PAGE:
Twilio (NYSE:TWLO) has been a highly volatile stock since its IPO last June. The stock surged from its IPO price of $15 to nearly $70, then plunged back to the upper $20s on valuation concerns. But even after that decline, Twilio still trades at 10 times sales -- indicating that investors still expect big growth numbers from the cloud platform provider.
To justify that premium, Twilio will probably need to crush analyst estimates and offer rosy guidance when it reveals its fourth quarter numbers on Feb. 7. Let's take a closer look at the four key things investors should look for.
1. Revenue growth
Twilio has only reported two quarters of earnings since its market debut. Its revenue rose 62% annually to $71.5 million during the third quarter, and it expects to generate $72.5 million to $74.5 million in fourth quarter revenues. That's in line with the average analyst estimate of $74.1 million. Twilio expects its full year revenue to rise 61%-62% for the full year -- compared to analyst expectations for 61% sales growth and 88% growth in 2015. If Twilio misses those figures -- even by a small margin -- the stock could plummet.
Twilio's top line growth depends heavily on the growth of "no stack" app developers. These developers pay Twilio to integrate phone number and SMS services into their apps, which is cheaper and more scalable than made-from-scratch solutions. Twilio's major customers include Facebook (NASDAQ:FB), Uber, and Airbnb. The more these app users use phone number searches or integrated call and SMS services, the more fees Twilio collects.
2. Its dependence on Facebook
An ongoing concern about Twilio is its dependence on Facebook, which integrates Twilio's services into WhatsApp and Messenger. WhatsApp generated 17% of Twilio's revenues in 2015, but that percentage dropped to 10% in the first nine months of 2016. However, Facebook also added the service to Messenger this year, so its total contribution to Twilio's top line is likely much higher now.
The troubling thing about that relationship is that Facebook is a "Variable Customer Account" which has "never entered into 12-month minimum revenue contracts with Twilio." This means that Facebook doesn't need to pay Twilio a certain amount of guaranteed revenue (as many smaller customers do), and that it can stop using Twilio's services at any time. Twilio is unlikely to mention Facebook in its fourth quarter press release, but it will probably disclose the percentage of sales from WhatsApp and Messenger in the "risk factors" section of its 10-Q filing.
3. The addition of new services
Another problem with Twilio is that it doesn't generate that much revenue per customer. For example, WhatsApp has well over a billion monthly active users, but it contributed less than $20 million to Twilio's top line during the first nine months of 2016. To generate more revenues per customer, Twilio must launch additional value-added services.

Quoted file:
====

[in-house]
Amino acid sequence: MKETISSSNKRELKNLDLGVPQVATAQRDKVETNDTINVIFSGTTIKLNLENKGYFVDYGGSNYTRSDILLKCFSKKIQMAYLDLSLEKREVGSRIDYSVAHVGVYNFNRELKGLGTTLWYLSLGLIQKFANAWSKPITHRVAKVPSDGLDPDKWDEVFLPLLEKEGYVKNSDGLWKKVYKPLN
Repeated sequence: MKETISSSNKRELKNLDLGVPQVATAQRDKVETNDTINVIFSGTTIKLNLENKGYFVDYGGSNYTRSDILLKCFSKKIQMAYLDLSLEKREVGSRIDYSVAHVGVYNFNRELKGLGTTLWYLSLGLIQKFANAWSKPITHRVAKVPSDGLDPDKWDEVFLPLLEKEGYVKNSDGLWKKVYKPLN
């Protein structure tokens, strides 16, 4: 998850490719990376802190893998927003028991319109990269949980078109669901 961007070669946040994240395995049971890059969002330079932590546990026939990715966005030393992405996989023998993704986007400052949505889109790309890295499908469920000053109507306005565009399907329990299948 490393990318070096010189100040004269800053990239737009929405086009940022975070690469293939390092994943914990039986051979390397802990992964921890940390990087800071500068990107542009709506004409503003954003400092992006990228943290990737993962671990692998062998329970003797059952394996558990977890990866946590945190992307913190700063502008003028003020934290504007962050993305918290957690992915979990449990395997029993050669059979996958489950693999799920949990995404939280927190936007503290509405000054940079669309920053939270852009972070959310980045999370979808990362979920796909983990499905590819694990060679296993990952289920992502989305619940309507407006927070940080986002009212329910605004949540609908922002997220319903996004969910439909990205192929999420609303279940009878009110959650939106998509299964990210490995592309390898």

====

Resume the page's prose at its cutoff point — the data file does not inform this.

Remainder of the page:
Last quarter, it launched the Twilio Enterprise Plan, which adds security, access management, and administration tools for larger organizations. It also launched Voice Insights, which analyzes data from voice application users for developers, and agreed to buy WebRTC's media processing technologies for Twilio Programmable Video -- its platform for adding real-time voice and video to mobile applications. Investors should listen in on the conference call to see how those new services are faring, and see if Twilio added any additional services during the quarter.
4. Narrowing losses
Twilio reported a non-GAAP loss of $0.04 per share last quarter, compared to a loss of $0.07 per share in the prior year quarter. Its GAAP net loss narrowed from $0.70 to $0.13. Those narrower losses are encouraging, but Twilio still expects to post a non-GAAP loss of $0.05-$0.06 for the fourth quarter, which matches analyst expectations for a $0.05 loss. Twilio expects to post a loss of $0.21-$0.23 per share for the full year, which is also in line with expectations for a $0.22 loss.
Those losses indicate how tough it is for cloud SaaS (software as a service) players to generate profits -- even with explosive revenue growth. That's often caused by the high expenses related to securing new customers exacerbated by tough competition and low price expectations. If Twilio can't narrow its losses with billions of users on its service, investors could question its ability to ever turn a profit. That, in turn, would erode its cash position -- which only improved 132% in the first nine months of 2016 due to a secondary stock offering in October. If Twilio's cash position dwindles again and leads to another offering, the stock could be crushed.
The key takeaway
I've already said it before, but Twilio is a very risky stock. I personally own a small position with an average price of around $30, because I admire its growth potential and widening moat. I hope Twilio can give me reasons to boost my stake when it reports its fourth quarter earnings, but its high valuations, low revenues per customer, and lack of profitability could all throttle its near-term growth.